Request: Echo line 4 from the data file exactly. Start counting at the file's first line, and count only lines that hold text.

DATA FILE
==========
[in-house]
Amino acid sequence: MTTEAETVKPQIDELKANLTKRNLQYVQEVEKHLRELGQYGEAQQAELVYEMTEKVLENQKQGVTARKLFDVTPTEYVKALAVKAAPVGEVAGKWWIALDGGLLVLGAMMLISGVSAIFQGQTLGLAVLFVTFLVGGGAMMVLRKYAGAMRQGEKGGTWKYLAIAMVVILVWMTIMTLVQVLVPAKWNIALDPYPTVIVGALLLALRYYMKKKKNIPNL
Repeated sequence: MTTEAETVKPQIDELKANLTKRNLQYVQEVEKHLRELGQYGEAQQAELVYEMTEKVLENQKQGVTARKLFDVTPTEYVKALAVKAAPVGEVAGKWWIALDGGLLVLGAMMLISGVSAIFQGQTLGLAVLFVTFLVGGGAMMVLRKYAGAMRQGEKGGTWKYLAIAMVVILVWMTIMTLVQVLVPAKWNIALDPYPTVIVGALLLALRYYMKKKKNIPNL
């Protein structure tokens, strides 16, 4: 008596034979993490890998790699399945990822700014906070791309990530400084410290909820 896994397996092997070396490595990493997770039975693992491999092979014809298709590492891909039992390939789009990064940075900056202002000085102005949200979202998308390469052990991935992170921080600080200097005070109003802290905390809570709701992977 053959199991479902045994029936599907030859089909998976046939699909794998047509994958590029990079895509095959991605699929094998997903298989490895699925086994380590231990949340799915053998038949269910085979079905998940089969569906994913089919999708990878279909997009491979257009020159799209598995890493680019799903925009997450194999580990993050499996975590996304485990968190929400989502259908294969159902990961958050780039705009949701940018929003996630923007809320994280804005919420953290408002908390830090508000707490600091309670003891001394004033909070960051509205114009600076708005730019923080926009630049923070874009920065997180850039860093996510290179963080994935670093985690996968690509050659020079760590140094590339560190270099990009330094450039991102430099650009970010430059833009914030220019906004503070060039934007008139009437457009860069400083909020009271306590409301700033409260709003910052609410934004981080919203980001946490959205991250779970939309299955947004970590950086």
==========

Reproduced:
């Protein structure tokens, strides 16, 4: 008596034979993490890998790699399945990822700014906070791309990530400084410290909820 896994397996092997070396490595990493997770039975693992491999092979014809298709590492891909039992390939789009990064940075900056202002000085102005949200979202998308390469052990991935992170921080600080200097005070109003802290905390809570709701992977 053959199991479902045994029936599907030859089909998976046939699909794998047509994958590029990079895509095959991605699929094998997903298989490895699925086994380590231990949340799915053998038949269910085979079905998940089969569906994913089919999708990878279909997009491979257009020159799209598995890493680019799903925009997450194999580990993050499996975590996304485990968190929400989502259908294969159902990961958050780039705009949701940018929003996630923007809320994280804005919420953290408002908390830090508000707490600091309670003891001394004033909070960051509205114009600076708005730019923080926009630049923070874009920065997180850039860093996510290179963080994935670093985690996968690509050659020079760590140094590339560190270099990009330094450039991102430099650009970010430059833009914030220019906004503070060039934007008139009437457009860069400083909020009271306590409301700033409260709003910052609410934004981080919203980001946490959205991250779970939309299955947004970590950086």